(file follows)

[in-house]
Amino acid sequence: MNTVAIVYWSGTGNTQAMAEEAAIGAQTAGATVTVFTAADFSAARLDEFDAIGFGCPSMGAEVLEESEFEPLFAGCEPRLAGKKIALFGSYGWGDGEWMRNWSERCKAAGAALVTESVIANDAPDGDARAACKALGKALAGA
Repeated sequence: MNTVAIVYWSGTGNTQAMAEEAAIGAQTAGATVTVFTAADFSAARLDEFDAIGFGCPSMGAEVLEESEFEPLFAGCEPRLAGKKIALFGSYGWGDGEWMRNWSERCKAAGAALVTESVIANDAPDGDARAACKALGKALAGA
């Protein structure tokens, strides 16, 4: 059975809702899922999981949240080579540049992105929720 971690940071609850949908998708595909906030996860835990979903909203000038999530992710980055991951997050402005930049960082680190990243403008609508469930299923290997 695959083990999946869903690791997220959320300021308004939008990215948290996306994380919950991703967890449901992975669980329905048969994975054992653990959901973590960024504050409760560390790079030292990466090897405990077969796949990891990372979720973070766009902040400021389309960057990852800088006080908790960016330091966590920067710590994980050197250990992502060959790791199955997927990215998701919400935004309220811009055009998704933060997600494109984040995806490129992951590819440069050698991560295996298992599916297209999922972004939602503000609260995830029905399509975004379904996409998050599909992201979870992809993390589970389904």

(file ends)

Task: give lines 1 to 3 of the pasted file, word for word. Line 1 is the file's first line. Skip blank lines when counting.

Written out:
[in-house]
Amino acid sequence: MNTVAIVYWSGTGNTQAMAEEAAIGAQTAGATVTVFTAADFSAARLDEFDAIGFGCPSMGAEVLEESEFEPLFAGCEPRLAGKKIALFGSYGWGDGEWMRNWSERCKAAGAALVTESVIANDAPDGDARAACKALGKALAGA
Repeated sequence: MNTVAIVYWSGTGNTQAMAEEAAIGAQTAGATVTVFTAADFSAARLDEFDAIGFGCPSMGAEVLEESEFEPLFAGCEPRLAGKKIALFGSYGWGDGEWMRNWSERCKAAGAALVTESVIANDAPDGDARAACKALGKALAGA